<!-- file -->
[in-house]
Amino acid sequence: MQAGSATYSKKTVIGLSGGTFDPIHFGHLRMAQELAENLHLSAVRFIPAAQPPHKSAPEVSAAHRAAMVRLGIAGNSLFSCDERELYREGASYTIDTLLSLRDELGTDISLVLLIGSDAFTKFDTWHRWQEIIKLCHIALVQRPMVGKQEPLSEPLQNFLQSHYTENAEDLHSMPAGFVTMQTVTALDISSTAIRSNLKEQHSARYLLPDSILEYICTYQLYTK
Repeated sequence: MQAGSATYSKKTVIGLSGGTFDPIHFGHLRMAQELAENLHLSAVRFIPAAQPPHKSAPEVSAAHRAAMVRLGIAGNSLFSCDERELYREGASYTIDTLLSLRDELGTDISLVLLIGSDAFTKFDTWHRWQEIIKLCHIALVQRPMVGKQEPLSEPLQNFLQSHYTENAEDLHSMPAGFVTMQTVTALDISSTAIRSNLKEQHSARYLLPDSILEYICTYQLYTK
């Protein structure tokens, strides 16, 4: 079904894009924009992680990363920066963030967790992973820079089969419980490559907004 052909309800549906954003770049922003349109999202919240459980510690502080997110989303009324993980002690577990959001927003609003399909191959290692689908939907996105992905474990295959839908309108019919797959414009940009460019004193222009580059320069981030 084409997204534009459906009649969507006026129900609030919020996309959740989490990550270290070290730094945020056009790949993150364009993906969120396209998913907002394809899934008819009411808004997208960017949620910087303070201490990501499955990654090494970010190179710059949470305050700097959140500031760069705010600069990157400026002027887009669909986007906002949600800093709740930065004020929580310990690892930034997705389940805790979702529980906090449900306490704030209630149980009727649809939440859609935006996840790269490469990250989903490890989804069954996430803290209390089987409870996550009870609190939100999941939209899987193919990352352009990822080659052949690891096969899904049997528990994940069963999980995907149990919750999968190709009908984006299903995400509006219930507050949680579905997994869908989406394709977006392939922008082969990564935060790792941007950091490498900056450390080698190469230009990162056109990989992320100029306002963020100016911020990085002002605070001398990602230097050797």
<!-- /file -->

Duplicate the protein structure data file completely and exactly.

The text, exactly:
[in-house]
Amino acid sequence: MQAGSATYSKKTVIGLSGGTFDPIHFGHLRMAQELAENLHLSAVRFIPAAQPPHKSAPEVSAAHRAAMVRLGIAGNSLFSCDERELYREGASYTIDTLLSLRDELGTDISLVLLIGSDAFTKFDTWHRWQEIIKLCHIALVQRPMVGKQEPLSEPLQNFLQSHYTENAEDLHSMPAGFVTMQTVTALDISSTAIRSNLKEQHSARYLLPDSILEYICTYQLYTK
Repeated sequence: MQAGSATYSKKTVIGLSGGTFDPIHFGHLRMAQELAENLHLSAVRFIPAAQPPHKSAPEVSAAHRAAMVRLGIAGNSLFSCDERELYREGASYTIDTLLSLRDELGTDISLVLLIGSDAFTKFDTWHRWQEIIKLCHIALVQRPMVGKQEPLSEPLQNFLQSHYTENAEDLHSMPAGFVTMQTVTALDISSTAIRSNLKEQHSARYLLPDSILEYICTYQLYTK
């Protein structure tokens, strides 16, 4: 079904894009924009992680990363920066963030967790992973820079089969419980490559907004 052909309800549906954003770049922003349109999202919240459980510690502080997110989303009324993980002690577990959001927003609003399909191959290692689908939907996105992905474990295959839908309108019919797959414009940009460019004193222009580059320069981030 084409997204534009459906009649969507006026129900609030919020996309959740989490990550270290070290730094945020056009790949993150364009993906969120396209998913907002394809899934008819009411808004997208960017949620910087303070201490990501499955990654090494970010190179710059949470305050700097959140500031760069705010600069990157400026002027887009669909986007906002949600800093709740930065004020929580310990690892930034997705389940805790979702529980906090449900306490704030209630149980009727649809939440859609935006996840790269490469990250989903490890989804069954996430803290209390089987409870996550009870609190939100999941939209899987193919990352352009990822080659052949690891096969899904049997528990994940069963999980995907149990919750999968190709009908984006299903995400509006219930507050949680579905997994869908989406394709977006392939922008082969990564935060790792941007950091490498900056450390080698190469230009990162056109990989992320100029306002963020100016911020990085002002605070001398990602230097050797």